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Week In Review:  Comcast’s New vMVPD Service Is Looking A Lot Like The TVE App We Said It Would; Amazon Goes All Orphan Black With Alexa; A Note On Amazon’s Curious NFL Debut

1. Comcast’s New vMVPD Service Is Looking A Lot Like The TVE App We Said It Would

It’s fun being prescient.

For a while now, we’ve been pointing out that for traditional MVPDs, the vMVPDs they’ll be introducing this year are likely to wind up being their version of TV Everywhere, those apps they tried to launch way back in 2011, but never could get enough rights from the networks to make them work.

Because what is Comcast’s $18/month Instant TV if not a TV Everywhere app that’s also sold separately?

Why It Matters

The first thing to note, is that Instant TV is not an OTT app, it’s an IP app. For the less tech minded, that means that it’s not delivered over the open internet, but rather through a closed internet protocol (e.g., IP ) which ensures a higher level of quality control. It also ensures that Comcast Instant TV is only available to customers with Comcast broadband. That’s significant in that it prevents an all out war amongst the MVPDs for each others customers and because it now makes Instant TV precisely what we said it would be: a digital version of Comcast’s set top box TV service, albeit with fewer channels.

It’s a brilliant move on Comcast’s part as they ensure that anyone switching over to their system for the lower prices and more user-friendly interface remains in the Comcast ecosystem: DirecTV Now is the only one of their current competitors that can even offer broadband to go along with their virtual service. That’s a huge advantage for Comcast, as their competitors are all at risk when their customer’s (or potential customer’s) broadband providers jacks up rates for broadband-only service while lowering rates for those who subscribe to the MVPDs vMVPD service.

At the same time, Comcast can offer Instant TV as a perk for their current set top box customers, or current set top box customers who have a certain level of service. That’s a great perk and strong customer retention tool, as it gives current set top box customers a fully formed TV Everywhere app that allows them to watch on any device they want, a TVE app that even comes with its own DVR functionality. That’s something Comcast’s competitors can’t offer (yet) and can help them in that most critical of MVPD tasks: customer acquisition.

Add in some of the other smart moves Comcast has made lately: full Netflix and YouTube integration, plus a vastly improved interface, and #ComcastSucks may indeed become a distant memory.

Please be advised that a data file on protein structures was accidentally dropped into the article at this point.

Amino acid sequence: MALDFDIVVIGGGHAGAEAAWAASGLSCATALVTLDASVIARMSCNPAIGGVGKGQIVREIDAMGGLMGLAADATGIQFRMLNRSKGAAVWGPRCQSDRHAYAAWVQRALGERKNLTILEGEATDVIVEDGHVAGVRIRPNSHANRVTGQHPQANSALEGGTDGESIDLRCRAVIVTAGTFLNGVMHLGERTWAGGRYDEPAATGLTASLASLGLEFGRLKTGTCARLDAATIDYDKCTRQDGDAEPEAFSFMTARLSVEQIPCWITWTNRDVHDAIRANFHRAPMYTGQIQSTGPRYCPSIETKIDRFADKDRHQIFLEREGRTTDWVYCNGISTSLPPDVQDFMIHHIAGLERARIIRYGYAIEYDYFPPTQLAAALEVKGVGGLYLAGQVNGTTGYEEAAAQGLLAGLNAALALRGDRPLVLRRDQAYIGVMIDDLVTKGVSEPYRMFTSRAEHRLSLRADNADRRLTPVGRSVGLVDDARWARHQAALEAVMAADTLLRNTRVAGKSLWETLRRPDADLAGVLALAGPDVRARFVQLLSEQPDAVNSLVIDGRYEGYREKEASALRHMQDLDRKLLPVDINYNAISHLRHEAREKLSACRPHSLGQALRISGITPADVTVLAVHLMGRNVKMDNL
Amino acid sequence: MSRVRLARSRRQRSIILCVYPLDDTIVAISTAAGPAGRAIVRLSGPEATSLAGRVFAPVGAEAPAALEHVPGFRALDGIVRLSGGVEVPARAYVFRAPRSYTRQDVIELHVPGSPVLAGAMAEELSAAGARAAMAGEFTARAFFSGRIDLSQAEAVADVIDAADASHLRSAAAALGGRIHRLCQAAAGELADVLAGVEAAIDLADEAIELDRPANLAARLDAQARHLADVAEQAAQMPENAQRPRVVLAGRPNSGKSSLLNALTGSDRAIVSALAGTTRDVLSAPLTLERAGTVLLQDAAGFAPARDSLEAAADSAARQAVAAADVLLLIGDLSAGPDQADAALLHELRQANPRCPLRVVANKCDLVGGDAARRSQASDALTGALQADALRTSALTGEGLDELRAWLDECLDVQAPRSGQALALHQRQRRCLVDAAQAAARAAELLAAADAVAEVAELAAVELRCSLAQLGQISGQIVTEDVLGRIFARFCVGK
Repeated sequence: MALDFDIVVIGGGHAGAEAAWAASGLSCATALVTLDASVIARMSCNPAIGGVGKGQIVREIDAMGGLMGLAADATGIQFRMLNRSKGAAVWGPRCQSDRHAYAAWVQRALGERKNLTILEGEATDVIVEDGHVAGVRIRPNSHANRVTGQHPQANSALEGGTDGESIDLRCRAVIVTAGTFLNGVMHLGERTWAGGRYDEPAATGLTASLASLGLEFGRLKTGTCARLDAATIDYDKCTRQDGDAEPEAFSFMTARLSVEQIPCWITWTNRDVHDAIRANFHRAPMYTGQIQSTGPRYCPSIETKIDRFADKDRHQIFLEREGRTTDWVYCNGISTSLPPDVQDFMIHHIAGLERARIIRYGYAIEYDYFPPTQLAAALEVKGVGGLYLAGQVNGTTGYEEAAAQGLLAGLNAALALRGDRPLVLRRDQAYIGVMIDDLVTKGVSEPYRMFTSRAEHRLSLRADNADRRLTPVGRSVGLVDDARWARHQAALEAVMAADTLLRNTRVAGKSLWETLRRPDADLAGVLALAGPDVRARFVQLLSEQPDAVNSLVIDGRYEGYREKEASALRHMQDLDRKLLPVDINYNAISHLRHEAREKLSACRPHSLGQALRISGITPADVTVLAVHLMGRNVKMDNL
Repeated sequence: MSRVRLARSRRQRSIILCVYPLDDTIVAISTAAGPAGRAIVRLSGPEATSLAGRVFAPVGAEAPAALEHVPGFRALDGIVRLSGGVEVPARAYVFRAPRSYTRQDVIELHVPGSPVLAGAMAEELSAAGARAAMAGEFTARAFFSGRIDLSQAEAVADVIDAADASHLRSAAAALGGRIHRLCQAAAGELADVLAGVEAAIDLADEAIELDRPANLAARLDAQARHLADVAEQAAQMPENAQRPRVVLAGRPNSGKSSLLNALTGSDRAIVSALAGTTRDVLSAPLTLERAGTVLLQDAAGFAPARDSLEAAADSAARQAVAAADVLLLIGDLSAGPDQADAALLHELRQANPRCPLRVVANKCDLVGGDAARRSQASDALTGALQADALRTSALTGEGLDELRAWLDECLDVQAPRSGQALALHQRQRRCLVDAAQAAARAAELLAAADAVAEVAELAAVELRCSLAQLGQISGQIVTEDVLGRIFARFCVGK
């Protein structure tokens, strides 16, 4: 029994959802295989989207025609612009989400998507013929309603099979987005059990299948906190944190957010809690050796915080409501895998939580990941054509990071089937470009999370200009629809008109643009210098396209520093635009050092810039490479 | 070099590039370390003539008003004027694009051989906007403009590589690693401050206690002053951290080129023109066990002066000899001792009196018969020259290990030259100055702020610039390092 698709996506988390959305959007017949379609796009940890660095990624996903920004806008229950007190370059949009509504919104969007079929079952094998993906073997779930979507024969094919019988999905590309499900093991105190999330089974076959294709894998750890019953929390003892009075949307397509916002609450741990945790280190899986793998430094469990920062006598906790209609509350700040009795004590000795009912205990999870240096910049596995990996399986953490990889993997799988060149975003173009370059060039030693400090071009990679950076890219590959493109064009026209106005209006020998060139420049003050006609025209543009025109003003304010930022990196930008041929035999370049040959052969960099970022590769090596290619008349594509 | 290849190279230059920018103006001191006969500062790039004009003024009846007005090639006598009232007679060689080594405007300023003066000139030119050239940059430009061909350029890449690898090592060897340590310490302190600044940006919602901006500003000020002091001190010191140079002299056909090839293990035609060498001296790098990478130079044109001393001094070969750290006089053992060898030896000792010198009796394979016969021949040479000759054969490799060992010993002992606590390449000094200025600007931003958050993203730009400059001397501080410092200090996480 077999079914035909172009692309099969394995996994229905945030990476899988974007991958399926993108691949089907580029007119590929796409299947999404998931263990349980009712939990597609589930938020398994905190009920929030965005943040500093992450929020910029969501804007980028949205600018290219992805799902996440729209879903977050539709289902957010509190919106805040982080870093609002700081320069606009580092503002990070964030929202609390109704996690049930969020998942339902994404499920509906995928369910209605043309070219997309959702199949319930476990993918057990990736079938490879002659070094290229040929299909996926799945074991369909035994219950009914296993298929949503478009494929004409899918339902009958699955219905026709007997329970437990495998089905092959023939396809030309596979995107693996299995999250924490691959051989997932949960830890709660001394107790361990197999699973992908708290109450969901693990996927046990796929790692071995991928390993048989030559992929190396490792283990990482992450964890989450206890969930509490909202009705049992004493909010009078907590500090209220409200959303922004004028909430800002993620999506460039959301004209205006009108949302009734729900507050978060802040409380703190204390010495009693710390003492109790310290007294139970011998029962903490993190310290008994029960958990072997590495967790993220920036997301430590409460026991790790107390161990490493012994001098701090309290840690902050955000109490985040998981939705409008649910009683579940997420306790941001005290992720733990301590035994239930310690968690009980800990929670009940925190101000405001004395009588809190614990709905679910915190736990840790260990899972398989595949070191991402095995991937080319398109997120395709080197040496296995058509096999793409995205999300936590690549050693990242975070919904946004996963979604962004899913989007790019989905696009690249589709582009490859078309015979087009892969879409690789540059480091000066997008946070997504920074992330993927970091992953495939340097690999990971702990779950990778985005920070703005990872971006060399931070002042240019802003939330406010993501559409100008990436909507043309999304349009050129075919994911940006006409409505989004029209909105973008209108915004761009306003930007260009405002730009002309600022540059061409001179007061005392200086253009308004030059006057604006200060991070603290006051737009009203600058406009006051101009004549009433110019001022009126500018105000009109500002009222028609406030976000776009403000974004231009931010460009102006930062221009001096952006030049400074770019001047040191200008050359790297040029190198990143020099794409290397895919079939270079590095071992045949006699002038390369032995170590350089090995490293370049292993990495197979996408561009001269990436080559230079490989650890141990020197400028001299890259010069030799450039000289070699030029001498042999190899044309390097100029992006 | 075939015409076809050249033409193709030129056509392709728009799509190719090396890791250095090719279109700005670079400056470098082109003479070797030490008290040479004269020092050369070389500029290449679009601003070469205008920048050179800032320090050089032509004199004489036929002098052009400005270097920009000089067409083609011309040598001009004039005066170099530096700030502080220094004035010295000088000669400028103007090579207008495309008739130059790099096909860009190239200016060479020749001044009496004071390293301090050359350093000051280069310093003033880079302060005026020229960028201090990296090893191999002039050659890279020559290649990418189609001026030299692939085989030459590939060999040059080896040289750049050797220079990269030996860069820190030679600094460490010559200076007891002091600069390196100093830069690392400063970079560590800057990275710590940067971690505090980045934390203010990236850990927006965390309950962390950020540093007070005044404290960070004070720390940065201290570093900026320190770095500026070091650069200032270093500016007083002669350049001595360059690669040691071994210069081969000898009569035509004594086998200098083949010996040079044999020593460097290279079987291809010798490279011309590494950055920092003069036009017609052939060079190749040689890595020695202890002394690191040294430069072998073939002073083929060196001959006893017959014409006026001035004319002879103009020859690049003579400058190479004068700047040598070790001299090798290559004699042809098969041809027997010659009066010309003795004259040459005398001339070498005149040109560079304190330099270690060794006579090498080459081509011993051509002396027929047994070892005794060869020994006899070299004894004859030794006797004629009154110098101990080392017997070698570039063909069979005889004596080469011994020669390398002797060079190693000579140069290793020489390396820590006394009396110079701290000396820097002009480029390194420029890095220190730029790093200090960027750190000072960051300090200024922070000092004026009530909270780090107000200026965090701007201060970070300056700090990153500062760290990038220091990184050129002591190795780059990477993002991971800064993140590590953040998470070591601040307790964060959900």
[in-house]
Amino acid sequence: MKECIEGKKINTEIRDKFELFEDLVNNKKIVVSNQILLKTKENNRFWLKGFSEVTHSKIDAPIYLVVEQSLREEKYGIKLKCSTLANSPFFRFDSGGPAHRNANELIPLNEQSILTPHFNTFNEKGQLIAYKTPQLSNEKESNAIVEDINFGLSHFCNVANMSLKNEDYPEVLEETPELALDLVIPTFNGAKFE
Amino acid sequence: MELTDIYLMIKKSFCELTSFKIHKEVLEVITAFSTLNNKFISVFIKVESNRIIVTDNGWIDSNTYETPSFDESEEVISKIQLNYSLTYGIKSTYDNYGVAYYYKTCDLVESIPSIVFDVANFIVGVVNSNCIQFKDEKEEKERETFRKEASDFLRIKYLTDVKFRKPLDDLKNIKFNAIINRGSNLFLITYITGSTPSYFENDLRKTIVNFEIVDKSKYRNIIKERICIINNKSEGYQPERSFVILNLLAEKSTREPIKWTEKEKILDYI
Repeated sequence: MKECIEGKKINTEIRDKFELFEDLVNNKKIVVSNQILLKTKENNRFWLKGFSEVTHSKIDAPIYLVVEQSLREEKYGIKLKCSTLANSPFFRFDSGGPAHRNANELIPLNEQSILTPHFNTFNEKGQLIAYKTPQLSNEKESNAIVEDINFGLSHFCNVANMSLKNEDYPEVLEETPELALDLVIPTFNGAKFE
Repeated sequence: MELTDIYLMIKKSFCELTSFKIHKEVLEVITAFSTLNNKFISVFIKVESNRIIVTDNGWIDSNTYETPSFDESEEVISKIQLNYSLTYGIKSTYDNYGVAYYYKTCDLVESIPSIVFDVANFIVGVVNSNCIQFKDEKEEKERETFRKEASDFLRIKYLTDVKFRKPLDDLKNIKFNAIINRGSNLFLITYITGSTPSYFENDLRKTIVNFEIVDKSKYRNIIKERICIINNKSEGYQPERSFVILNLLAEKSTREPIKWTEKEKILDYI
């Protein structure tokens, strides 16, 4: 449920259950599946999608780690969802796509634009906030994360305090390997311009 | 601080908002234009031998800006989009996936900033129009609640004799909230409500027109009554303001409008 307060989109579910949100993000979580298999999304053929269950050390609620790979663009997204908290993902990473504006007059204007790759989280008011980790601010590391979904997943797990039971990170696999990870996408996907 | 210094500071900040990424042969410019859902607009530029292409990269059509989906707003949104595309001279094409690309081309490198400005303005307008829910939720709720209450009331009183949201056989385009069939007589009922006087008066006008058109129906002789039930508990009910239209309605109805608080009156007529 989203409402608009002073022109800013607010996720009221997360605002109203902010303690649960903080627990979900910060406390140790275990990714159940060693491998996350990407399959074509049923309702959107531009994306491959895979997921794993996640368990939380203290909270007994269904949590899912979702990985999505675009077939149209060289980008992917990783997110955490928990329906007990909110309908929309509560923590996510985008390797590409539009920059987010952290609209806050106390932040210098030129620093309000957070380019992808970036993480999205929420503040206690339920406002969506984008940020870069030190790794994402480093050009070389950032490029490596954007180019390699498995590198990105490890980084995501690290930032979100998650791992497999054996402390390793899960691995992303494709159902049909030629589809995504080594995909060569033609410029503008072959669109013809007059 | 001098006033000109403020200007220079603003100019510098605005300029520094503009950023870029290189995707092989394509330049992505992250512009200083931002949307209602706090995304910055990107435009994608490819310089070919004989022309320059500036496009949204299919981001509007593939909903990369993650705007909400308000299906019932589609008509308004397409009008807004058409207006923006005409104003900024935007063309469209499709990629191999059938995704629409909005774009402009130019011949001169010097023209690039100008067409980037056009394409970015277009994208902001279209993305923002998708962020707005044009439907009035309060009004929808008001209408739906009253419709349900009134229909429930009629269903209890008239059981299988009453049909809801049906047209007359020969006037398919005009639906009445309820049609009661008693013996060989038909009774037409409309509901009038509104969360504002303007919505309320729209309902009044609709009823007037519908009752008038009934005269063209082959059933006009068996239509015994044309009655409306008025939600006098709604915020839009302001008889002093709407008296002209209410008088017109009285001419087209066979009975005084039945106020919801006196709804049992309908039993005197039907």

Four More Reasons It’s A Brilliant Move: 

  1. Comcast can continue to try and upgrade these Instant TV-only subscribers, offering fuller virtual packages with more channel options (packages they can they give to set top box subscribers for free.) They can also try and get them to upgrade their broadband speed, something Comcast makes a lot more money on than pay TV.
  2. As we’d laid out a while back, a deeper look into the delta between the number of subscribers ESPN lost in Q2 2017 (2.9M) and the number of subscribers the MVPDs lost in that same period (600K) reveals a delta of around 2.3M. Our TV[R]EV assumption is that those 2.3M subscribers all tried to cut the cord for good and were talked into taking the MVPDs super basic packages, the ones designed for low-income consumers that basically just have the local broadcast networks—they are the only options that don’t have ESPN. If you’re Comcast, talking these same potential defectors into Instant TV is a much better deal, as Comcast makes slightly more money from Instant TV than it does from super basic cable.
  3. The price: at just $18/month, Comcast Instant TV is considerably cheaper than other vMVPDs entry level package. Now granted you don’t get much for $18—just the local broadcast networks including Univision. But the existing vMVPDs are still struggling with signing up the local broadcasters and so having all of them on a linear feed gives Comcast a big advantage. Comcast offers two add-on packages— a news and sports (CNN, ESPN et al) for and extra $30/month and an entertainment bundle with A&E, AMC, FX,  HGTV, Discovery et al for $15/month. Even with both packages, $63/month is a pretty good deal for a system that works on every device and delivers a crisp, buffer-free signal.